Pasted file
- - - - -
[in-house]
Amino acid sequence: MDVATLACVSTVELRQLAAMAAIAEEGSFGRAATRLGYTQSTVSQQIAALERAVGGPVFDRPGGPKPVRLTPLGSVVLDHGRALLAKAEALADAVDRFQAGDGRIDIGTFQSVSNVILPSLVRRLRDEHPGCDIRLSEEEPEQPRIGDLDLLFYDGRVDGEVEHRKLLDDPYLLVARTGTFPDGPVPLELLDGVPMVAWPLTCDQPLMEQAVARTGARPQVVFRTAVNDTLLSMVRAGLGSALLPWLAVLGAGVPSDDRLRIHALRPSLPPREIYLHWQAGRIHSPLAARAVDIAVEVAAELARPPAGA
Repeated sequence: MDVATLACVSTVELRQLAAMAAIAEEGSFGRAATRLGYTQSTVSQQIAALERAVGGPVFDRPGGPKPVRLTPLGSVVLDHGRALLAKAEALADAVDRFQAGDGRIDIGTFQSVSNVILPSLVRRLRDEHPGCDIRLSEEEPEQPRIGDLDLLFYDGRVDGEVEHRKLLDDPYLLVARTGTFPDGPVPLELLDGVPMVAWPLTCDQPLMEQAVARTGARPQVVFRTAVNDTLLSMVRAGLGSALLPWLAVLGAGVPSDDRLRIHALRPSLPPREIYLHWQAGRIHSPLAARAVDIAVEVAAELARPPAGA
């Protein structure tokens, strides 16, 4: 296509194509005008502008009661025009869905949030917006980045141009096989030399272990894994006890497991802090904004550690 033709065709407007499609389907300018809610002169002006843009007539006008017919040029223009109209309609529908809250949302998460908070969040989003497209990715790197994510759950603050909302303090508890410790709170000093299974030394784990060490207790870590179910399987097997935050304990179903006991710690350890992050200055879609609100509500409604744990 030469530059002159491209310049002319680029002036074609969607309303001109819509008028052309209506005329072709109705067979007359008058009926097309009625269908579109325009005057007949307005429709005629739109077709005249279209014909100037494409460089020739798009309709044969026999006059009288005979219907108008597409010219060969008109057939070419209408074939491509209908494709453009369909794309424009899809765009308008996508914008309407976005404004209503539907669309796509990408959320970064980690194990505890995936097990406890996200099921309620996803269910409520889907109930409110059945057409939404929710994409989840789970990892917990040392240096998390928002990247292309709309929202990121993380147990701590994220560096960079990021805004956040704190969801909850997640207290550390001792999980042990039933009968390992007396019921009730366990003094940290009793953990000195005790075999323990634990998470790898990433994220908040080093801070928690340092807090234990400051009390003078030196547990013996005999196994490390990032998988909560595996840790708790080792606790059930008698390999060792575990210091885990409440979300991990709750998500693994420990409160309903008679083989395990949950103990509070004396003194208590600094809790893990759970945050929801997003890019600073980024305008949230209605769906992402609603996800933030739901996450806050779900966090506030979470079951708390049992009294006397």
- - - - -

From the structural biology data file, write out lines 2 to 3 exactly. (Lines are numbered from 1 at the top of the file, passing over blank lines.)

Amino acid sequence: MDVATLACVSTVELRQLAAMAAIAEEGSFGRAATRLGYTQSTVSQQIAALERAVGGPVFDRPGGPKPVRLTPLGSVVLDHGRALLAKAEALADAVDRFQAGDGRIDIGTFQSVSNVILPSLVRRLRDEHPGCDIRLSEEEPEQPRIGDLDLLFYDGRVDGEVEHRKLLDDPYLLVARTGTFPDGPVPLELLDGVPMVAWPLTCDQPLMEQAVARTGARPQVVFRTAVNDTLLSMVRAGLGSALLPWLAVLGAGVPSDDRLRIHALRPSLPPREIYLHWQAGRIHSPLAARAVDIAVEVAAELARPPAGA
Repeated sequence: MDVATLACVSTVELRQLAAMAAIAEEGSFGRAATRLGYTQSTVSQQIAALERAVGGPVFDRPGGPKPVRLTPLGSVVLDHGRALLAKAEALADAVDRFQAGDGRIDIGTFQSVSNVILPSLVRRLRDEHPGCDIRLSEEEPEQPRIGDLDLLFYDGRVDGEVEHRKLLDDPYLLVARTGTFPDGPVPLELLDGVPMVAWPLTCDQPLMEQAVARTGARPQVVFRTAVNDTLLSMVRAGLGSALLPWLAVLGAGVPSDDRLRIHALRPSLPPREIYLHWQAGRIHSPLAARAVDIAVEVAAELARPPAGA